Lycopene: Another member of the carotenoid family, tomatoes and watermelon are rich natural sources of this potent antioxidant. Research demonstrates that simply eating tomato paste daily for ten weeks reduced sunburn by a whopping 40%! 

Vitamin E: Since vitamin E is a potent antioxidant, it makes sense to consider it as part of your skin-shield portfolio. A study performed in 2000 showed that vitamin E could prevent solar damage, with additional benefits when teamed with beta carotene. But a subsequent study evaluating the effects of consumption of 400 IU daily of alpha tocopherol revealed no sun-protective effects. Perhaps the benefits of vitamin E might have been more robustly demonstrated had the researchers used the broad spectrum, mixed tocopherol form of vitamin E, rich in the gamma-tocopherol fraction. On the other hand, topical application of vitamin E and vitamin C has been demonstrated to slightly retard sunburn, hence their inclusion in many sunscreen products. 

Vitamin D: After one’s first brush with skin cancer, the frequently heard admonition is “Avoid sun exposure.” This may paradoxically compound the risk of subsequent skin cancers. Vitamin D is a potent inhibitor of cancer, and researchers are now trying to “tweak” its chemical structure to devise anti-skin cancer drugs. Maintenance of adequate vitamin D is even thought to play a role in melanoma prevention. 

EGCG: Epigallocatechin gallate (EGCG) from green tea has been shown to have generalized anti-cancer effects. Clinical trials are underway to establish whether topical application of EGCG can retard the progression of basal cell skin cancer; it’s unclear whether taking it orally has the same effect. Anecdotally, I can share that ever since I’ve been taking EGCG, one 500 mg capsule twice daily, I no longer suffer the painful aftermath of overzealous sun exposure. 

Curcumin: With its well-documented anti-inflammatory and anti-cancer effects, curcumin, a purified derivative of turmeric, is a promising nutraceutical for solar protection. Test-tube experiments show that it can halt replication of melanoma cells; curcumin creams have been touted for reversing skin damage caused by UV exposure as well as for protecting cancer-prone skin.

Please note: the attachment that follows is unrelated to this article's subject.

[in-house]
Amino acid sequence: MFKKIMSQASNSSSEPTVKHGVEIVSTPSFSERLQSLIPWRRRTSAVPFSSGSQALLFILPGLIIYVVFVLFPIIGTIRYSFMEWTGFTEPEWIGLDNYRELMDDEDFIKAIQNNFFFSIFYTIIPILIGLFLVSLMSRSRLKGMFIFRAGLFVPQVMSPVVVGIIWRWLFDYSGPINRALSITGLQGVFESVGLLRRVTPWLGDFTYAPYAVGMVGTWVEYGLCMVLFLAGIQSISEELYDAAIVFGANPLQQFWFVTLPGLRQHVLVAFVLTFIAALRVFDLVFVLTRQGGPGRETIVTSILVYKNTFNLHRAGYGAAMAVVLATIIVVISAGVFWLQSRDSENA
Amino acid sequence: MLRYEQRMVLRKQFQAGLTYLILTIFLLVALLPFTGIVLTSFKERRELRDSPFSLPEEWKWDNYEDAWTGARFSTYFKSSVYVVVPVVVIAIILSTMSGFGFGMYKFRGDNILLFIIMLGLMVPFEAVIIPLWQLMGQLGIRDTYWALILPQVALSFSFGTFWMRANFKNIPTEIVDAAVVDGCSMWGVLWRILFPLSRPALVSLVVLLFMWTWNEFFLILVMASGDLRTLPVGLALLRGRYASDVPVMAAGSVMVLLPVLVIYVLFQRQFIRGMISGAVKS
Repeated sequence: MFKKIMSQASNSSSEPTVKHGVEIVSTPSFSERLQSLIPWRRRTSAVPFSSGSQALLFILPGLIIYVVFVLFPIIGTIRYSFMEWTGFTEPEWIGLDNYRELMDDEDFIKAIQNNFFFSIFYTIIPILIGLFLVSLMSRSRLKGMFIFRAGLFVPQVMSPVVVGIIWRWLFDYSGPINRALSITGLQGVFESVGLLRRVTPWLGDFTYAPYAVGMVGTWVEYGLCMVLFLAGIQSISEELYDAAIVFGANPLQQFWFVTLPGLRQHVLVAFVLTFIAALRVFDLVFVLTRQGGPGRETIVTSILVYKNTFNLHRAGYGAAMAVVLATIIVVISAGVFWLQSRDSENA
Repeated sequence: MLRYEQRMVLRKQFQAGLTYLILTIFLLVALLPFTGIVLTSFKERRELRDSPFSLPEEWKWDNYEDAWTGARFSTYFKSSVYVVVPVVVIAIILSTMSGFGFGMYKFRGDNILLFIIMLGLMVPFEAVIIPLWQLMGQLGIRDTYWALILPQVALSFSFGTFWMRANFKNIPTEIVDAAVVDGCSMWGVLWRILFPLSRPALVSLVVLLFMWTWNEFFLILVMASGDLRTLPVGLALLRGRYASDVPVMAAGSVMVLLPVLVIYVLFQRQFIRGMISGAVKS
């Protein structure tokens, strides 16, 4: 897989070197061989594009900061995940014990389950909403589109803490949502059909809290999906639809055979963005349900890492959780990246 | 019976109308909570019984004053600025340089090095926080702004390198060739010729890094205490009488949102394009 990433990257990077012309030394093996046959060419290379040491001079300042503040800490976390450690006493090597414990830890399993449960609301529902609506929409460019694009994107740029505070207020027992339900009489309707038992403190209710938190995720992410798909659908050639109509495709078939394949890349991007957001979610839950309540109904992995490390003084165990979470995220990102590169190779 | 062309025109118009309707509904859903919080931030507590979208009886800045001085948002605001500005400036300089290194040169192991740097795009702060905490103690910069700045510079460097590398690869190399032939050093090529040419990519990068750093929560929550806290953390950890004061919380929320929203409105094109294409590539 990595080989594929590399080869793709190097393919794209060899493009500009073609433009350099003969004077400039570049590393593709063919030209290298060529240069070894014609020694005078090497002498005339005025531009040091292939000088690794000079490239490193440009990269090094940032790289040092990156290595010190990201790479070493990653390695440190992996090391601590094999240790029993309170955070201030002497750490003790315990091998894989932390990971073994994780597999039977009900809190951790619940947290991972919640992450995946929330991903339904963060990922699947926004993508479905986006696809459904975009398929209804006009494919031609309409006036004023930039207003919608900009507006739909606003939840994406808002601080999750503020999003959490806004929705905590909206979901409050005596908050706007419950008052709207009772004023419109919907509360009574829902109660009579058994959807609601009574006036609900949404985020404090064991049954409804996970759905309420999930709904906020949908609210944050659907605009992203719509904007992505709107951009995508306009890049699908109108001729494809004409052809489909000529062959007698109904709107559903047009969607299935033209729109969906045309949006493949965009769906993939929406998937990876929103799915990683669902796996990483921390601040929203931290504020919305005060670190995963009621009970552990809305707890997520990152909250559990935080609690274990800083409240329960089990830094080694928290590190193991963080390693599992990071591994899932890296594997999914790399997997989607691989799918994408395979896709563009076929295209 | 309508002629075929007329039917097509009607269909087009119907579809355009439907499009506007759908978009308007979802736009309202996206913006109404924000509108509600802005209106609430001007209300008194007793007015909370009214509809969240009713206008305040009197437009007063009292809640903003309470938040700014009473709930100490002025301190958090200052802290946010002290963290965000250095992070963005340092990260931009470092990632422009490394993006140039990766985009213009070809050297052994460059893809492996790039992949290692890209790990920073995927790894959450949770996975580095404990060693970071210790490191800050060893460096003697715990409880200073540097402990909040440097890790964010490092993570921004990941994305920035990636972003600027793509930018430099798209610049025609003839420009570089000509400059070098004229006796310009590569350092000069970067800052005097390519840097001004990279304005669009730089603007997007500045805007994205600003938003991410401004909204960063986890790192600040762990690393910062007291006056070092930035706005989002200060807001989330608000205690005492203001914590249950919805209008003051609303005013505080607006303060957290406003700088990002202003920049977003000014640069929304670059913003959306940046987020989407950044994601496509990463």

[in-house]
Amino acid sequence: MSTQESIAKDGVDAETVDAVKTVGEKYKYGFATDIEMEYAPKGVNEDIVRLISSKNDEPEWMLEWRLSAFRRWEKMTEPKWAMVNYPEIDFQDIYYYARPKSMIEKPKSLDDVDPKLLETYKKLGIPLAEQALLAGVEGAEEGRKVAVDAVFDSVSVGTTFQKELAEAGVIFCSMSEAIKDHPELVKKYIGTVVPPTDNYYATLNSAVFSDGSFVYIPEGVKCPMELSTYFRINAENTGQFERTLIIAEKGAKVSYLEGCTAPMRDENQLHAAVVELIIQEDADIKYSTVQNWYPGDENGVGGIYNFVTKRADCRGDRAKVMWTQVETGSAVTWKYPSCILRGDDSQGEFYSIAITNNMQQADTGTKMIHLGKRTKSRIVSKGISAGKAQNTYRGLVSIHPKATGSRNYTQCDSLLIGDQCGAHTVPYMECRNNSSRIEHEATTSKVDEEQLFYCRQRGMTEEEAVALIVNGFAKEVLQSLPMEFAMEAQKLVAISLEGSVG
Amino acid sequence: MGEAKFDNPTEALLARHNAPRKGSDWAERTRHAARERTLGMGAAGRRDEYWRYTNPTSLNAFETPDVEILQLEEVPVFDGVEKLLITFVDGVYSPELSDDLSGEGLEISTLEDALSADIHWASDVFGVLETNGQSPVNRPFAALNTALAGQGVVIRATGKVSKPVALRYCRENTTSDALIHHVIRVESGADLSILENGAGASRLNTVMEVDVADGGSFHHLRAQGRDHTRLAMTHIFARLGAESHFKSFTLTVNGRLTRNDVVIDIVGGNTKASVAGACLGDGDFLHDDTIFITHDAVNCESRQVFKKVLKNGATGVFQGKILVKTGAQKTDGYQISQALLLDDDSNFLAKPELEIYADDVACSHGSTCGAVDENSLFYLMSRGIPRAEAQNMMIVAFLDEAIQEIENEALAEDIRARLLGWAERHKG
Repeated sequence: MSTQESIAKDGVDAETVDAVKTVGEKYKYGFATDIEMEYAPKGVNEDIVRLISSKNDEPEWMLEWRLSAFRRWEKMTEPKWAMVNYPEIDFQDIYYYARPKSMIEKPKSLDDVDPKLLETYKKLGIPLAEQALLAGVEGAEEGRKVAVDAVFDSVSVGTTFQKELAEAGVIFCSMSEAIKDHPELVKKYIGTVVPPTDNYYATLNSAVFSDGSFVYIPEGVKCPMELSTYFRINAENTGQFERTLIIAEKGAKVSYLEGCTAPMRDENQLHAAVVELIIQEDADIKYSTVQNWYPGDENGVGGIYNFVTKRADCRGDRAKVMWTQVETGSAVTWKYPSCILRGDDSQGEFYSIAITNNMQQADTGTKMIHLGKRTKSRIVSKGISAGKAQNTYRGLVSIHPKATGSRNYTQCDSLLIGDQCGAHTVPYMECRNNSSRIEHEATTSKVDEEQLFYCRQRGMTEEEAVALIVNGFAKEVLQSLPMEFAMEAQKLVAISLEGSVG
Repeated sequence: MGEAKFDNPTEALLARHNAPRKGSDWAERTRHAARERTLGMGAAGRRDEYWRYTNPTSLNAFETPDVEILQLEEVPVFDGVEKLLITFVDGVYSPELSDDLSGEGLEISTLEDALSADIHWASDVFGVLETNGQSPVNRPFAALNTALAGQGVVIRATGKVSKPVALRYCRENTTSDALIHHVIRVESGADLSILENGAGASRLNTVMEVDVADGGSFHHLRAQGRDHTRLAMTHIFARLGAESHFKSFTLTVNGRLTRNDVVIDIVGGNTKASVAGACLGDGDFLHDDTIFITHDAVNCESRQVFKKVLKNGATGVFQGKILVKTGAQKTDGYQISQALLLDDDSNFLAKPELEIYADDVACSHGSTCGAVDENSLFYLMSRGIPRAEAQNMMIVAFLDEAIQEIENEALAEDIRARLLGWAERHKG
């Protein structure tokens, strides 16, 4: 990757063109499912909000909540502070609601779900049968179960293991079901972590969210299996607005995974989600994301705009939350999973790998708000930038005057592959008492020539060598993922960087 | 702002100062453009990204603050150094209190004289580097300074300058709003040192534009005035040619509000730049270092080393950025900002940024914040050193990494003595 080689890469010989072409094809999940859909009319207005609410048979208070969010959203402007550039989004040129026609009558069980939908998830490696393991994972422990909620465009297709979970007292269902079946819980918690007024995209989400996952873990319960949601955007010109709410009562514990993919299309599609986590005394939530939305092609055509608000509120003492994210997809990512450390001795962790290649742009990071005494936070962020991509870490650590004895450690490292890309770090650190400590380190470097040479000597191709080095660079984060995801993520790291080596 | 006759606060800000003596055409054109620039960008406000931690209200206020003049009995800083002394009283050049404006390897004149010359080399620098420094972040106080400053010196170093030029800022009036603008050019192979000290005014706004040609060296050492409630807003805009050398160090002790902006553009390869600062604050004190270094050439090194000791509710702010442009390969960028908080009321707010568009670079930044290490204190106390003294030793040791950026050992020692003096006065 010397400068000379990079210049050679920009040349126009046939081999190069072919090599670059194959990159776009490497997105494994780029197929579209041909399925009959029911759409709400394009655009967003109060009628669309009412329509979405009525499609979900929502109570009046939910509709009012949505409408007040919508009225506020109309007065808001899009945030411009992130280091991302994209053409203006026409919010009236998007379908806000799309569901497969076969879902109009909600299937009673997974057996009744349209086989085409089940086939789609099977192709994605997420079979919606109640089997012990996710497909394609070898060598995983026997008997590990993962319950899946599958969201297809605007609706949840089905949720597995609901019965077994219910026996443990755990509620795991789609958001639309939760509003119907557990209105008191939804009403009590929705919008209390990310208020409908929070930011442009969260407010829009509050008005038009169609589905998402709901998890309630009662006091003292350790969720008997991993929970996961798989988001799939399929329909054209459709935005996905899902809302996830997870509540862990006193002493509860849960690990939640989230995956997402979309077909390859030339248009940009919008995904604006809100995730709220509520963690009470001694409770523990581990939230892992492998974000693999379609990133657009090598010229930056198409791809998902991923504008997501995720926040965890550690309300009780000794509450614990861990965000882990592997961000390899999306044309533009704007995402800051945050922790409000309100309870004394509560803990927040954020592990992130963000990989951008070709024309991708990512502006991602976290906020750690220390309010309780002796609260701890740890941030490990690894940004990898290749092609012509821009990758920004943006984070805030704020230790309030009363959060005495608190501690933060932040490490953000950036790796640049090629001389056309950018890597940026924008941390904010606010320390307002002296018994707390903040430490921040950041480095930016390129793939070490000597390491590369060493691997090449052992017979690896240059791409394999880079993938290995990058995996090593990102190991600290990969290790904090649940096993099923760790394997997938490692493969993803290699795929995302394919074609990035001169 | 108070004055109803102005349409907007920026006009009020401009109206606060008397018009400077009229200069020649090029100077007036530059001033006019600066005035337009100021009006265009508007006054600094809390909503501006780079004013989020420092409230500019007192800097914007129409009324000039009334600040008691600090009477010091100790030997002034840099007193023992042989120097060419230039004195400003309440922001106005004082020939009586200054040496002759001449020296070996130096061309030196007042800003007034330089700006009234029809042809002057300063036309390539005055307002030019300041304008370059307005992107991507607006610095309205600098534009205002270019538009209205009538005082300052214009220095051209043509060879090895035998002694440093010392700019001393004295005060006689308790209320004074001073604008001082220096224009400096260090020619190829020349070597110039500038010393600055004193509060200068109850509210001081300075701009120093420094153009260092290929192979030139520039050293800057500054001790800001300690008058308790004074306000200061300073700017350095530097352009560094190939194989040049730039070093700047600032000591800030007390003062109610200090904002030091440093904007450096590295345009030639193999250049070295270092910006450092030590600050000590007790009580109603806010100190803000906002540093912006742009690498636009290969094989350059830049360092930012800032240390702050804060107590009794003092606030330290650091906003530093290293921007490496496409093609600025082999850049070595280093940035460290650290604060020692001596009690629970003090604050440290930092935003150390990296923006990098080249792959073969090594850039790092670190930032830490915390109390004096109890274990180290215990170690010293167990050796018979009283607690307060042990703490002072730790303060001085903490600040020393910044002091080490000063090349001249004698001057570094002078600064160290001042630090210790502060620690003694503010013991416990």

Pycnogenol: An extract of the bark of the French maritime pine (grown in Southern France, a region of blistering sunlight), pycnogenol is rich in anti-oxidant proanthocyanidins. Topical application of pycnogenol after UV exposure significantly decreases the inflammatory response, resulting in less swelling and redness. An experiment by free radical pioneer Lester Packer, Ph.D. showed that when healthy volunteers were dosed with oral pycnogenol prior to sun exposure, it doubled their resistance to skin reddening. Pycnogenol has also has been documented to prevent collagen cross-linking, a hallmark of loss of skin elasticity and wrinkling. 

Grapeseed Extract: Sometimes dubbed “the poor man’s pycnogenol,” it stands to reason that grapeseed extract might measure up to pycnogenol due to its rich content of proanthocyanidins. Indeed, a landmark study of hairless mice exposed to UV radiation showed that oral supplementation reduced the incidence and severity of skin cancers. 

Sun exposure cannot – and should not, in most cases – be avoided entirely, but the supplements above could prove helpful against the potential dangers of time spent soaking up the rays. I wish all of my readers a wonderful, fun- and sun-filled summer, and hope that these recommendations can help make it a safe one for your skin as well.